Walter James Miller
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1918 - 2010
Walter James Miller, Professor Emeritus at New York University, died of heart failure on June 20th at the age of 92. It was the death he would have wanted: unpredicted and quick. That he died on Father's Day, whose sentimentality he loathed, would have seemed to him appropriately iconoclastic. In keeping with his wishes, there will be no funeral.

Miller was a poet, playwright, literary critic, and educator. Born January 16th, 1918 in McKee City, NJ, he attended Brooklyn College and Columbia University, and served as a public relations officer in the United States Army from 1943-1946. He held teaching positions at the Polytechnic Institute in Brooklyn and at Colorado State University in Fort Collins before joining the faculty at NYU in 1958. Miller achieved international recognition as a scholar, writing often about modern American fiction --including the work of his long-time friend Kurt Vonnegut -- and earning a place as the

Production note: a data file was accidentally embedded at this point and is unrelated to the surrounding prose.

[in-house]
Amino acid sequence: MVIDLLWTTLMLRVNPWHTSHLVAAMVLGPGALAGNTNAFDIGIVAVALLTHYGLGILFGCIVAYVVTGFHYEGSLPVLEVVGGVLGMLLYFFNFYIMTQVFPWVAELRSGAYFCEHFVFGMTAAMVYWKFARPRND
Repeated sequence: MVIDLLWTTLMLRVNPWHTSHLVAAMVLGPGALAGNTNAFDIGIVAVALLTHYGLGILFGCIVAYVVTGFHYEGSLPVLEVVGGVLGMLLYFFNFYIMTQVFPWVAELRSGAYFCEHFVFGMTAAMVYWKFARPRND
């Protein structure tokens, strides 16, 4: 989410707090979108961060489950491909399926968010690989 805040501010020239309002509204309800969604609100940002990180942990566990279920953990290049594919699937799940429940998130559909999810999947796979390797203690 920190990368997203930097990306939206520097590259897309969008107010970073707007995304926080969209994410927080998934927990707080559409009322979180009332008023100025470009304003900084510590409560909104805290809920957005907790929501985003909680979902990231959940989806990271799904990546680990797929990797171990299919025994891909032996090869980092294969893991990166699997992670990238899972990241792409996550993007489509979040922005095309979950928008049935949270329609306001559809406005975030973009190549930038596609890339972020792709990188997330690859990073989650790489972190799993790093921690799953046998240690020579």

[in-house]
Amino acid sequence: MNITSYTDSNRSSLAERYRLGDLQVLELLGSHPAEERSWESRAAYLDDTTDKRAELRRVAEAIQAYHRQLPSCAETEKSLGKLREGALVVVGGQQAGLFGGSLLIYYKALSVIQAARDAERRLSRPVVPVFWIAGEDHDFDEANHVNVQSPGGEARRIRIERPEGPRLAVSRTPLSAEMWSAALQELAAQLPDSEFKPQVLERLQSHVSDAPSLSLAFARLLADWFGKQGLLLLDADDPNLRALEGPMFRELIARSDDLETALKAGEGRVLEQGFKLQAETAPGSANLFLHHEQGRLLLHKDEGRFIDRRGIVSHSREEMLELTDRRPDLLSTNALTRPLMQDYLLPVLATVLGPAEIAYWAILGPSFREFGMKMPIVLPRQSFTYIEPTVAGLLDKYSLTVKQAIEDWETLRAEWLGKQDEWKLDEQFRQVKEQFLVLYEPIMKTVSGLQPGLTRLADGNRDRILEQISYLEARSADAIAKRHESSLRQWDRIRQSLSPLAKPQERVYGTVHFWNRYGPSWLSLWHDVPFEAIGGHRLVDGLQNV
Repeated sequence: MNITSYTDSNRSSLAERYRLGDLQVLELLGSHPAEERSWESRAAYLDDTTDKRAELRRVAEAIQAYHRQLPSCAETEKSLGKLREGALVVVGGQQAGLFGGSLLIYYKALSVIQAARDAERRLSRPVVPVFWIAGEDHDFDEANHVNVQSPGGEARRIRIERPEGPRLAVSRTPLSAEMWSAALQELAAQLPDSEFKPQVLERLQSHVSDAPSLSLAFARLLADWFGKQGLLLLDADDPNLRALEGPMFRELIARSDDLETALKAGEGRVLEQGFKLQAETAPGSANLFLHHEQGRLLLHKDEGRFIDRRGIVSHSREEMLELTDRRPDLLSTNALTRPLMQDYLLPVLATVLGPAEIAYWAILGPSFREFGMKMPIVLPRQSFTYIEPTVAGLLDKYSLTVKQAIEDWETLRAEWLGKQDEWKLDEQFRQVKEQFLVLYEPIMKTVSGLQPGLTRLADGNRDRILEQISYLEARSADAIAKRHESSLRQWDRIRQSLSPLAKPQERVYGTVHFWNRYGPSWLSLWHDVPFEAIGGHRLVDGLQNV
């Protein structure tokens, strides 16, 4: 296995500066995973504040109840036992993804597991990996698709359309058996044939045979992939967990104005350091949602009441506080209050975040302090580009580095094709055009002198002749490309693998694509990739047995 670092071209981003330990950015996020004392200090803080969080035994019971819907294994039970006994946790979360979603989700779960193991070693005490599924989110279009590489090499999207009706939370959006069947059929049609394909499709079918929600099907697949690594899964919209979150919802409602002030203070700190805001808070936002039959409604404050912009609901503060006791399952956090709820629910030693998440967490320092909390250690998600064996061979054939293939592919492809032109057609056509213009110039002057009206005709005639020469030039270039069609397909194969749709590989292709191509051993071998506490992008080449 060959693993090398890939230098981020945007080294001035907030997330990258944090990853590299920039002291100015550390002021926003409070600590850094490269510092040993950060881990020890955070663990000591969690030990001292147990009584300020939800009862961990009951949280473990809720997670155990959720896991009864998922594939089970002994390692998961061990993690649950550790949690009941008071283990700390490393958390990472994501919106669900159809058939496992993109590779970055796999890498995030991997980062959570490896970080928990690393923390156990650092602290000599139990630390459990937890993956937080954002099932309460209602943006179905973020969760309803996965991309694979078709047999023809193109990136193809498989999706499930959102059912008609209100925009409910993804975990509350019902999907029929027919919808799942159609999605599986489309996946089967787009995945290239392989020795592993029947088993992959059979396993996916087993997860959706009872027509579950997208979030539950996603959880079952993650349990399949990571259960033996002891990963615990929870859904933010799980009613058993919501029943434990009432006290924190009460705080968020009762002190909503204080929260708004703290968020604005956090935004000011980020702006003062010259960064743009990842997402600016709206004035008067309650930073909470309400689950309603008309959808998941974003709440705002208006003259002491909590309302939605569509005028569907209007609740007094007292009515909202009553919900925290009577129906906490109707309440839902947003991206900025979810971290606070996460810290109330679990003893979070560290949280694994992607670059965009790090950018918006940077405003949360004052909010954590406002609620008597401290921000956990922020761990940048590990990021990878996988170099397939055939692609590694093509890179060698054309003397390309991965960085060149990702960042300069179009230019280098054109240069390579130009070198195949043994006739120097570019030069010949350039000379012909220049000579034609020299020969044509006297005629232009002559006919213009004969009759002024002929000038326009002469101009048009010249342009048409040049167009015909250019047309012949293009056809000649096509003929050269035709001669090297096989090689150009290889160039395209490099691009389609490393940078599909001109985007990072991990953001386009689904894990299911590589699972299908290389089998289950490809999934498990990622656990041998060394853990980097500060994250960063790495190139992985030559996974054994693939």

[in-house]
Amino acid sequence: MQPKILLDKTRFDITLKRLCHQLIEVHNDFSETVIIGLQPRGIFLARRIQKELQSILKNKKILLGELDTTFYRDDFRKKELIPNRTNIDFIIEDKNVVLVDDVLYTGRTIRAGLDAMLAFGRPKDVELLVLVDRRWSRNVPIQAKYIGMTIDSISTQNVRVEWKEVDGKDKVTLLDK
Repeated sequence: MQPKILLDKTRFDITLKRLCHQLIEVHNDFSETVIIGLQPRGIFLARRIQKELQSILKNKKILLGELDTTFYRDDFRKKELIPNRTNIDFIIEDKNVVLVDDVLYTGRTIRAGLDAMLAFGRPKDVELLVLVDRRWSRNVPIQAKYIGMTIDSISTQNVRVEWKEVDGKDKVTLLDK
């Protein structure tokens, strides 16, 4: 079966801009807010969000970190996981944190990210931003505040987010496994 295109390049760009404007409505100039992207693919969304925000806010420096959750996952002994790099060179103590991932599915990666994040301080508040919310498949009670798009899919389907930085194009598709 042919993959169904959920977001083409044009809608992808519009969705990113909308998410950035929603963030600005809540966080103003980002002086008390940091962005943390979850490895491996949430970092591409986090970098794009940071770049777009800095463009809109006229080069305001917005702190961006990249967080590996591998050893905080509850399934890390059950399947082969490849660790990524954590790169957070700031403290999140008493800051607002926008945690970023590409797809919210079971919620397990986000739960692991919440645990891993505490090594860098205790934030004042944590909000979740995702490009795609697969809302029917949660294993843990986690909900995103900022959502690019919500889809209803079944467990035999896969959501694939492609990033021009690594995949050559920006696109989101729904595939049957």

respected leader of American Jules Verne scholars. Among his hundreds of publications was the first unabridged English translation of Verne's classic Twenty Thousand Leagues Under the Sea; this was followed by a series of new translations and annotated editions of other Verne classics. During the 1960's Miller hosted the WNYC television and radio shows Book World and Reader's Almanac, in which he conducted early interviews with many not-yet-famous writers such as Nadine Gordimer and Allen Ginsberg; a series of these interviews was released in 2006 as a CD, Essential Vonnegut.